For example, fission track dating measures the microscopic marks left in crystals by subatomic particles from decaying isotopes.Another example is luminescence dating, which measures the energy from radioactive decay that is trapped inside nearby crystals.When ‘parent’ uranium-238 decays, for example, it produces subatomic particles, energy and ‘daughter’ lead-206.Isotopes are important to geologists because each radioactive element decays at a constant rate, which is unique to that element.Because of the fairly fast decay rate of carbon-14, it can only be used on material up to about 60,000 years old.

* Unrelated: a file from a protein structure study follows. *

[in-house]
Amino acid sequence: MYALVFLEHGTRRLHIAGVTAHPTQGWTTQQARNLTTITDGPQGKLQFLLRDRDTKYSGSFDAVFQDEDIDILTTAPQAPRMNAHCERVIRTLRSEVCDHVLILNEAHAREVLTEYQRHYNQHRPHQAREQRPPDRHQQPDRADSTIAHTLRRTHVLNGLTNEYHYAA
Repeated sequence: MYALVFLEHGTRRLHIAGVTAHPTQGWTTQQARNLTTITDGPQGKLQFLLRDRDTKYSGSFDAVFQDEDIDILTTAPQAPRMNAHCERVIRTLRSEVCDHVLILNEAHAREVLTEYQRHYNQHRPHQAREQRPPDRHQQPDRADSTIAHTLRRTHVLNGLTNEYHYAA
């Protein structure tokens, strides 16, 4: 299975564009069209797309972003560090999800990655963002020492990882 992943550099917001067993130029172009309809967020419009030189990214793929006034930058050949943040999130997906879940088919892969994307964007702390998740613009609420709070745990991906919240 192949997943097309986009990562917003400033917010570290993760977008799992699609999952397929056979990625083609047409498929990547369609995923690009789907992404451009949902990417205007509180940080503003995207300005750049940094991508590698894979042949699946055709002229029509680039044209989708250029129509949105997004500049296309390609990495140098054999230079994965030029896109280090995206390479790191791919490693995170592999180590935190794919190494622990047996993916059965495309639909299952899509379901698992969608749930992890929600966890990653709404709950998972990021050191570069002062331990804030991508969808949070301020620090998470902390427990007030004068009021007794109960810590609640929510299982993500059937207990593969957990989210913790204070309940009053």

Geologists choose a dating method that suits the materials available in their rocks. Measuring isotopes is particularly useful for dating igneous and some metamorphic rock, but not sedimentary rock.
Each original isotope, called the parent, gradually decays to form a new isotope, called the daughter.
Each isotope is identified with what is called a ‘mass number’.
These rates of decay are known, so if you can measure the proportion of parent and daughter isotopes in rocks now, you can calculate when the rocks were formed.
Because of their unique decay rates, different elements are used for dating different age ranges.